“Our business is more regional and high-end focused,” he said. “There are gradients of dead or dying or flat, but anything that’s caught in the middle of the market is problematic." — NYT
Nelson D. Schwartz explores 'The Economics (and Nostalgia) of Dead Malls'. One response is articulated by Professor Ellen Dunham-Jones who has proposed Retrofitting Suburbia - whereby dying malls are rehabilitated, dead "big box" stores re-inhabited and parking lots our transformed into...
Sunday, January 25:Aaron Betsky To Lead Taliesin West: Effective immediately, Betsky will "set the intellectual tone or the School " as it undergoes a rough and potentially definitive funding period.Friday, January 23:Frank Lloyd Wright's Hollyhock House to reopen once again in February: So...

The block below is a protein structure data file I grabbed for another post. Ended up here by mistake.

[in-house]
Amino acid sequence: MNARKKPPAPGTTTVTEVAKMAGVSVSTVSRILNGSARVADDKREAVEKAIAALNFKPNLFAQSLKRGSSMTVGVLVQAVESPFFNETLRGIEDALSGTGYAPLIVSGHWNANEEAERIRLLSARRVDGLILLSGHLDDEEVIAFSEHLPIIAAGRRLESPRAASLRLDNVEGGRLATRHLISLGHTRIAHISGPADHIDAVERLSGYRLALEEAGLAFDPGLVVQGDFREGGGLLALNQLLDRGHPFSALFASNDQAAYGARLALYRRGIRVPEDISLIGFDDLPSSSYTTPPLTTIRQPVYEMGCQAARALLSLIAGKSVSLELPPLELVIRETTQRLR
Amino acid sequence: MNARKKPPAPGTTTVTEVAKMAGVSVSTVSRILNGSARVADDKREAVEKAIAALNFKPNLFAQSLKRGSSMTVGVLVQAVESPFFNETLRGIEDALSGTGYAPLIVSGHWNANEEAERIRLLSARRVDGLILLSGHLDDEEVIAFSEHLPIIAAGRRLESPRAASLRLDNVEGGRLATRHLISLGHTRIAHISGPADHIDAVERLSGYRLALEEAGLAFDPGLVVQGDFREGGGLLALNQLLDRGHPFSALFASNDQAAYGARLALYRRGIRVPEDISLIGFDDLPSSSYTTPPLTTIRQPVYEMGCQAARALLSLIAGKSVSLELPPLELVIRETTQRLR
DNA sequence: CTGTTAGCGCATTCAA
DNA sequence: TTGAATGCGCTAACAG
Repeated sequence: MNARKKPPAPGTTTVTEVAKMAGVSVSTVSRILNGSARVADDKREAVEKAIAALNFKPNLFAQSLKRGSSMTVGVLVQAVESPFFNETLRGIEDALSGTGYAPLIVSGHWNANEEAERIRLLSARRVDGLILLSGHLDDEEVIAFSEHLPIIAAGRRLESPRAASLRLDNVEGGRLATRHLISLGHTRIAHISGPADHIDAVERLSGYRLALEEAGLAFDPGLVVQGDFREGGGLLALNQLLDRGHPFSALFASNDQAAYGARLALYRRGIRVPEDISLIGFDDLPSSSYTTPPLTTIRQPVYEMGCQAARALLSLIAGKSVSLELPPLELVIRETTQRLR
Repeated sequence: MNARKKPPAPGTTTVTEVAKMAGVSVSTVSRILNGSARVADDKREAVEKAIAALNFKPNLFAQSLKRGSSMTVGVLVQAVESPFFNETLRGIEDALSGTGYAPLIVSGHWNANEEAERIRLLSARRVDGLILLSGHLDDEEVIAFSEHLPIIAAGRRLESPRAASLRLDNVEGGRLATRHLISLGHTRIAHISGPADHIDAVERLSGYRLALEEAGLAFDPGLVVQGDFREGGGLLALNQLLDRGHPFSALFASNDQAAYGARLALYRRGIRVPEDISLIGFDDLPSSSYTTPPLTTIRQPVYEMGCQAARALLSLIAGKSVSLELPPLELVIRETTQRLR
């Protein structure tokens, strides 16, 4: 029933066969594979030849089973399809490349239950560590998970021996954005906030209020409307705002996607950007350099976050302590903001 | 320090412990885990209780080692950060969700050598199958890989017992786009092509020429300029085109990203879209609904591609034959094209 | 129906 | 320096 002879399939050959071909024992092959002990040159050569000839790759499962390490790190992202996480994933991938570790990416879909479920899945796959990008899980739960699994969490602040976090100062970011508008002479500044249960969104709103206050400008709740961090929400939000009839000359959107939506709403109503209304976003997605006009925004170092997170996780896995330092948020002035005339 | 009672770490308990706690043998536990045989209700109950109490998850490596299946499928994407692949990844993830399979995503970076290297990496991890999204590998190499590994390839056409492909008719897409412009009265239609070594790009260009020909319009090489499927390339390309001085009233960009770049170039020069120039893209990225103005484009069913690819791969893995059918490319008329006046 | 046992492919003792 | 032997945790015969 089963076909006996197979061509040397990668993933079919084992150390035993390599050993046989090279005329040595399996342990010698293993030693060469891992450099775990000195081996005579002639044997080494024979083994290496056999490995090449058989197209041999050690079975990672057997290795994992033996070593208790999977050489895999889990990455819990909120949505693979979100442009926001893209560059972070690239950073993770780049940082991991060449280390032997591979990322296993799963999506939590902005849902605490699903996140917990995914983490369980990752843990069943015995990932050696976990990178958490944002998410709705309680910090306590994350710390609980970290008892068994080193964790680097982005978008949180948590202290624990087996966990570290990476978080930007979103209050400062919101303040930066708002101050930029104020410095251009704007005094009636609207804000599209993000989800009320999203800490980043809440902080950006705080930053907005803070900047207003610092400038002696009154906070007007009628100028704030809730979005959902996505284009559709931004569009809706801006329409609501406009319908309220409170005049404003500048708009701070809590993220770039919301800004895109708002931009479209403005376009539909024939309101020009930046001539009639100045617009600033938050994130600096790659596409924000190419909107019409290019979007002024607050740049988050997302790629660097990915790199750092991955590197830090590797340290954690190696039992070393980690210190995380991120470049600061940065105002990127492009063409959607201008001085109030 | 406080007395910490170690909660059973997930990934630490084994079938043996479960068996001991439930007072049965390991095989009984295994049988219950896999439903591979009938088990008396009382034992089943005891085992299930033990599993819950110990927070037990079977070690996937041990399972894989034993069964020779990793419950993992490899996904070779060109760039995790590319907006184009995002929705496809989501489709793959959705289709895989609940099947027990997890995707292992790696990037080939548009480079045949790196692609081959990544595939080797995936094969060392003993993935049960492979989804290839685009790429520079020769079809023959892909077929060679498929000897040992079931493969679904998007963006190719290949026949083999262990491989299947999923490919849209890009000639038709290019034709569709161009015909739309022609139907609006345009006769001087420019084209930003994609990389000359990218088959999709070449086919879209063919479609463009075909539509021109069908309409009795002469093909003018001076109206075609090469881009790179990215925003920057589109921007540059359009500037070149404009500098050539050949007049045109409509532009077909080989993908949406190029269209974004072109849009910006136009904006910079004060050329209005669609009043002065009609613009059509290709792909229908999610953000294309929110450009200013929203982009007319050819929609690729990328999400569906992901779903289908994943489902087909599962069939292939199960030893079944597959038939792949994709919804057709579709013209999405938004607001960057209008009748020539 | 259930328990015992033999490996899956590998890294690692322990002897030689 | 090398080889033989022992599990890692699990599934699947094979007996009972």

New York, Boston, Chicago, and other major metros have a lot of construction activity, but also a lot of architects. It's a competitive field made more so by the sheer number of talented firms in the same handful of cities. That contributes to the culture of stress and overwork that many architects bemoan [...]. By contrast, an ambitious architecture practice can carve out a niche for itself in a second-tier city, where the scene is often dominated by "legacy" firms that play it safe. — citylab.com
For six months starting on May 1st, Milan is hosting the World Expo, which has been held every five years since 1851 as a showcase for human progress. [...]
Of the 53 countries constructing pavilions, China is building not one, but five. [...]
Like many pavilions in the Expo, the designs of the Chinese-sponsored buildings are nothing if not adventurous—even though president Xi Jinping has called for an end to “weird architecture” [...]. — qz.com